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A Celebration of my Maintenance Victories

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Wednesday, March 06, 2013

Tomorrow I'll celebrate a major personal milestone--one year of successful maintenance! After nearly 30 years as a yo-yo dieter, I feel as though I've finally discovered the keys to lasting success. To celebrate this feat, I've compiled a list of the things I'm happiest about achieving.

1. Truly stabilizing my weight
In the past, I'd lose large amounts of weight in short periods of time only to gain it all back (and often more) just as quickly. This time, I was determined to reach goal and stay there. Strangely enough, part of how I achieved this was by reshaping my expectations of what "being at goal" means. When I did Weight Watchers, being at goal meant not being more than two pounds over a specific number. Although this sounds good in theory, I've learned that my weight can easily bounce two or more pounds for no good reason. I now use a +/-3% formula to determine whether I'm in range. This takes into account normal fluctuations and even the ones that aren't inexplicable such as putting on a few holiday pounds. Since stabilizing my weight back in June and understanding where the bottom of my range is, I haven't deviated from my 3% range in spite of several vacations and some holiday eating run amok. I've just used my range to determine when I've needed to buckle down and make sure small gains don't turn into larger-scale slides.

2. Feeling comfortable in my own skin
It's taken me a while to adjust to my new identity as a healthy weight person, but I feel like I'm finally there. I no longer see an obese person when I look in the mirror and love that I can feel comfortable in just about any situation. No more worrying about whether or not I'll fit into seats or worse, break them, and no more feeling like I stand out as the heavy person in a sea of slender people. I live in Northern Italy where obesity is a rare occurrence and I was considerably larger than just about everyone. I felt self-conscious at work, at the gym and in just about every situation. I no longer get stares for being the biggest person around and finally feel like I blend in. This is my new "normal" and I love it!

3. Rekindling my love of clothes and shopping
When I was obese, I dressed to blend into the background as much as was possible for a person who weighed 240 pounds. I rarely experimented with bright colors or trendy clothes because I felt like they drew attention to my size. No more! Now I love shopping for new cute clothes and am much more experimental with fashion. It certainly helps that I can walk into just about any shop and not only find clothes that fit, but also find plenty that look good. Things that I never would have dreamed of wearing, like skinny jeans and knee-high boots are now regular parts of my wardrobe and I don't automatically assume that the latest styles will look awful on me.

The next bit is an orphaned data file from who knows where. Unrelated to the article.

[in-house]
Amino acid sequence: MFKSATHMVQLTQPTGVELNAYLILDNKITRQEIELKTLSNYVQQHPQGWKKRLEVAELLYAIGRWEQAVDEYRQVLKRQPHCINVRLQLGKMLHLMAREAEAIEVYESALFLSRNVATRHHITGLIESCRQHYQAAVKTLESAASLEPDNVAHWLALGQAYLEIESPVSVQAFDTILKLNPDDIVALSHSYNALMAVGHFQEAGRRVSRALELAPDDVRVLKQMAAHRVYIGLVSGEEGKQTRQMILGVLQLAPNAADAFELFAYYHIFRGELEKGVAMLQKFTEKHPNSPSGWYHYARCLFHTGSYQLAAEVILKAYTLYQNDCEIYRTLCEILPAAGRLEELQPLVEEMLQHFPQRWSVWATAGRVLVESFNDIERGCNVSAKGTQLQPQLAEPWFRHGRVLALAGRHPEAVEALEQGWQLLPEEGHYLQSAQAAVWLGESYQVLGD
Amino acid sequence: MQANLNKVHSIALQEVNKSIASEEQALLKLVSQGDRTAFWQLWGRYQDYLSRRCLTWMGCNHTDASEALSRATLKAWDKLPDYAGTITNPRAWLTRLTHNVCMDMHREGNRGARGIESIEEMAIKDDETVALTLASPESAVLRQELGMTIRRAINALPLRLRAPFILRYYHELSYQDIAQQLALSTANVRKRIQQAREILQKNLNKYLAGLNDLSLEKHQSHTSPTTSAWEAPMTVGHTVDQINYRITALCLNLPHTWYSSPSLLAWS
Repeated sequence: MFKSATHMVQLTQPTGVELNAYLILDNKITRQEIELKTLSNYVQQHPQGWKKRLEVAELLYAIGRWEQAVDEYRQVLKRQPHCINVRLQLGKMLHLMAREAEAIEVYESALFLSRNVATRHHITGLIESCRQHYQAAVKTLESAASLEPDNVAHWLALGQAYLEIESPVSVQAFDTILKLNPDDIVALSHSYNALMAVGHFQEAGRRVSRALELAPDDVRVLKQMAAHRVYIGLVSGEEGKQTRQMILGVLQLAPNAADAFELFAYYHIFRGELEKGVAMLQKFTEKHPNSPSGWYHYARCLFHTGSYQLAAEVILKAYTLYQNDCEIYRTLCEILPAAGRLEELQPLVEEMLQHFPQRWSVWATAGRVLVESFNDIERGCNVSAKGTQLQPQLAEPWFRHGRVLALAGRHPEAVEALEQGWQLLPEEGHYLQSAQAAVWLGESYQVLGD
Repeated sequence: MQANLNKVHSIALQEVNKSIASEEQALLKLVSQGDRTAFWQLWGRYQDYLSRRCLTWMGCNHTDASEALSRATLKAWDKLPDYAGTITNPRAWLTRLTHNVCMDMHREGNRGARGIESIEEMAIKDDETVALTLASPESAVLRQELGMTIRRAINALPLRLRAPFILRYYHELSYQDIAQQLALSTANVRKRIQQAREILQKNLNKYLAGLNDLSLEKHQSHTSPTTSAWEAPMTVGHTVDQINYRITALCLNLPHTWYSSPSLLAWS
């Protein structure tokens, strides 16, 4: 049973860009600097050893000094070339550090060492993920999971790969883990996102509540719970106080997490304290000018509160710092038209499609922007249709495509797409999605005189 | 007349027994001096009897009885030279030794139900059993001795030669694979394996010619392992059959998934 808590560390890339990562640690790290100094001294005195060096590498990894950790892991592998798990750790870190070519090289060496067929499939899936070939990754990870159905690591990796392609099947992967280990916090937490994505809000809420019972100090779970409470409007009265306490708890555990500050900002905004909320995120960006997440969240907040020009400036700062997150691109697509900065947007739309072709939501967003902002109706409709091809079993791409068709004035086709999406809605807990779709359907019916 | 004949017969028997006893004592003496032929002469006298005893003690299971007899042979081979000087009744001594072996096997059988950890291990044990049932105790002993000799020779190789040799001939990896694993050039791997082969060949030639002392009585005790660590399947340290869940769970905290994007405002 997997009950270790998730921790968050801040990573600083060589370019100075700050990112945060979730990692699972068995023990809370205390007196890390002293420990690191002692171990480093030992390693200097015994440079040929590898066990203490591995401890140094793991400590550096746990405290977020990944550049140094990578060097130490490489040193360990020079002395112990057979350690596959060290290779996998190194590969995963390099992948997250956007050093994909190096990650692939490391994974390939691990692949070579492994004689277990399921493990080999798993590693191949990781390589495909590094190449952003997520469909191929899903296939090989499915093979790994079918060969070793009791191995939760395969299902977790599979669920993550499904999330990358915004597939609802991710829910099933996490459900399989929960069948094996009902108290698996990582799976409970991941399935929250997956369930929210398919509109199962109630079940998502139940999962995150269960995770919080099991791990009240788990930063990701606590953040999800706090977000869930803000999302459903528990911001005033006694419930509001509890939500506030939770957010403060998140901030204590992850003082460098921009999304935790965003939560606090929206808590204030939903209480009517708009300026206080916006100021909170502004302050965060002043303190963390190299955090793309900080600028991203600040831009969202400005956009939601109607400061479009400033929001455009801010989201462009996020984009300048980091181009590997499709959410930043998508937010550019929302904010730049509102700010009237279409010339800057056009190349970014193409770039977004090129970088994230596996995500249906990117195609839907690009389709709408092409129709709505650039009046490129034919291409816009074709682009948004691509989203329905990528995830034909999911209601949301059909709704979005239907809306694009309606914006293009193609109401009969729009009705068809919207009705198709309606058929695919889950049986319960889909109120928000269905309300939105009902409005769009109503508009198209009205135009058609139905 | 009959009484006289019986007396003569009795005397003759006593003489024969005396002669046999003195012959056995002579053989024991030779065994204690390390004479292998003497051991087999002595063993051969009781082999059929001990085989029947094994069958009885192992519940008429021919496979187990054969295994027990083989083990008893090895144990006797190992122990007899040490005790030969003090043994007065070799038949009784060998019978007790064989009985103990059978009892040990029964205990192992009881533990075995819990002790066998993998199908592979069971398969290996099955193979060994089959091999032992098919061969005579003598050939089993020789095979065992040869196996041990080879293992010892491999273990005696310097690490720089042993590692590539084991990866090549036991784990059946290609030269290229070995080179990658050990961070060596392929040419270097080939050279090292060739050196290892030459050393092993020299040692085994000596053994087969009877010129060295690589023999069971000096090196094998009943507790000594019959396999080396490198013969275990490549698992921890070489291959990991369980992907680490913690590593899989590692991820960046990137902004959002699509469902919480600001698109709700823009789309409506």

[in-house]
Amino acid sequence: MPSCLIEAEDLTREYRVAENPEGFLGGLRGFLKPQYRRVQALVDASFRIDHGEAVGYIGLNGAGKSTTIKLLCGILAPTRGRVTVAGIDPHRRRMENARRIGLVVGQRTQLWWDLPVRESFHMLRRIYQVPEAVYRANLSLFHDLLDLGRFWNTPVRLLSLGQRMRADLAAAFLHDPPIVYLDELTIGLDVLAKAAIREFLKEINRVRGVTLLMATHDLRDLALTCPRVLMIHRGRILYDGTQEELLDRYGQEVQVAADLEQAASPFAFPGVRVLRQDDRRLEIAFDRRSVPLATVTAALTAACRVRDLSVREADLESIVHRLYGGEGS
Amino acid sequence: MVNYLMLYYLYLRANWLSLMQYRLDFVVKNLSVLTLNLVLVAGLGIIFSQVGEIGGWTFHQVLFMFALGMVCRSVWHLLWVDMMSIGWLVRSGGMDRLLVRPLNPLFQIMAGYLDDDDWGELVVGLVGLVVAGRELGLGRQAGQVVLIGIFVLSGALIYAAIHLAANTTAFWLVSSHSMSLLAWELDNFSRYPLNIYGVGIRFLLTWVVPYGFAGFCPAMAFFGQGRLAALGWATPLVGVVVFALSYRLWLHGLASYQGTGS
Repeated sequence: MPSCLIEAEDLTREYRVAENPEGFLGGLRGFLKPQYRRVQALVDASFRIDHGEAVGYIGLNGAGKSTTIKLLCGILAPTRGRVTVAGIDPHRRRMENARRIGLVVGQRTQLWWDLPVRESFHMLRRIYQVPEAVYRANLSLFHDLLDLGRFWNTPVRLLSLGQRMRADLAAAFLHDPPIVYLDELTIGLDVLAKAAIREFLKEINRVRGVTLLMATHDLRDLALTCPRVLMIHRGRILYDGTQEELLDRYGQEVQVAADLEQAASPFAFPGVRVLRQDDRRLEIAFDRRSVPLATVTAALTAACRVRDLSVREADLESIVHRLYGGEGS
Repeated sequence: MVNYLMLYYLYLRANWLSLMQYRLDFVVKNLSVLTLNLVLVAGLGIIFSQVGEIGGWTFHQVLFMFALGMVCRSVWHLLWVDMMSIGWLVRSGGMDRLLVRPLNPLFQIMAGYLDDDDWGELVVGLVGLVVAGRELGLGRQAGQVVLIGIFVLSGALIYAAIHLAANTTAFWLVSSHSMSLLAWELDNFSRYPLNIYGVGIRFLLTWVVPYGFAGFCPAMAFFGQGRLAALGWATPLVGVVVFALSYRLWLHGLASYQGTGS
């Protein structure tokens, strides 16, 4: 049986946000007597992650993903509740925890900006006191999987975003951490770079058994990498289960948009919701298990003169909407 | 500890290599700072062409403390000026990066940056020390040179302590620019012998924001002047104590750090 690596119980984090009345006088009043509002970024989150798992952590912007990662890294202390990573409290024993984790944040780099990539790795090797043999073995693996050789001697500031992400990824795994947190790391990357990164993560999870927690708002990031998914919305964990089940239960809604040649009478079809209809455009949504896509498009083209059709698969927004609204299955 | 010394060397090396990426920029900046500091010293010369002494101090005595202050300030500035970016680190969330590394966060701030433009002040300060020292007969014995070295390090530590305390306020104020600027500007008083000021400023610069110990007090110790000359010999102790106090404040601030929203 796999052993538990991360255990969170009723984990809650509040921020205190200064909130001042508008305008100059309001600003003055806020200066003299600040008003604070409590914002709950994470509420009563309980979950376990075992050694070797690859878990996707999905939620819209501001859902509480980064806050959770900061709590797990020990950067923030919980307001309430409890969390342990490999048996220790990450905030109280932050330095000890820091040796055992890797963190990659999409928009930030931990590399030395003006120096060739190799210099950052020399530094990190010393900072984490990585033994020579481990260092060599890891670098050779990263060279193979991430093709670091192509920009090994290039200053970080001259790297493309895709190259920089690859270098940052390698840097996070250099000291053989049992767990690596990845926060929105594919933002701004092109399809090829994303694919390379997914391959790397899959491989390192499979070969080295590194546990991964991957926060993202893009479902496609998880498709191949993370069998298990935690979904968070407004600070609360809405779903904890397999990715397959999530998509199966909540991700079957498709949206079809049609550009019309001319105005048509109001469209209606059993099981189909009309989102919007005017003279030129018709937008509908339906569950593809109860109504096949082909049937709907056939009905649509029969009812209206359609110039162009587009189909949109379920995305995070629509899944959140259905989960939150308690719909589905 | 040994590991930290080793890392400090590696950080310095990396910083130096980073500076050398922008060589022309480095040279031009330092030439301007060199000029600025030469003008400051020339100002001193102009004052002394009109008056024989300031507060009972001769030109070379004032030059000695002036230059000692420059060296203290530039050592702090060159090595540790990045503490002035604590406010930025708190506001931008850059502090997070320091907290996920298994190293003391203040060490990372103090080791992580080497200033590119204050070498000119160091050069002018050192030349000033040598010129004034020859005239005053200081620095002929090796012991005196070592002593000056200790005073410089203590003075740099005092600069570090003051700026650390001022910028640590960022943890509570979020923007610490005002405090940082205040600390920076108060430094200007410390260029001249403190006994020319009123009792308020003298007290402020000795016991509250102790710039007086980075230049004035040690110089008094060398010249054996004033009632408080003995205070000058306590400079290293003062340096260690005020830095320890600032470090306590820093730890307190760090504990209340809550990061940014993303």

4. Establishing a healthy relationship with food
In the past, weight management typically meant deprivation--avoiding the foods I loved and sticking with food that would provide the greatest weight loss in the shortest time. Although I still have some trigger foods that I try to steer clear of, I've learned that depriving myself only leads to bingeing and that I can trust myself to eat moderate portions of all types of food. And while the bulk of my eating plan consists of healthy natural food, I still find ways to incorporate small treats and my favorite less-than-healthy foods on a regular basis.

5. Redefining what a healthy lifestyle means
We hear the phrase "lifestyle change" again and again, but what it actually means had never really sunk in for me until this past year on maintenance. I've developed a balanced lifestyle that emphasizes healthy eating and activity without feeling onerous and is one that I feel like I can maintain forever. What's more, I've eliminated all of the aches and pains and minor maladies that I experienced as an obese person and the results of my latest physical back up the fact that my healthy lifestyle has paid off. I no longer have high cholesterol and have whittled down my preventable risk factors to practically zero.

To further show just how far I've come, here's a visual three-year comparison. The first photo is before I got started at about 240 pounds, the second is about one year into my weight loss at about 190 pounds (I'm on the right), the third is when I reached my initial goal of 158 pounds last March and the last one is where I am now at 148 pounds.

I've come along way since beginning my journey to better health three years ago and I know that there's no turning back. I'm committed to becoming part of the elite (but growing!) group of people who refuse to accept that permanent maintenance is an impossible dream.
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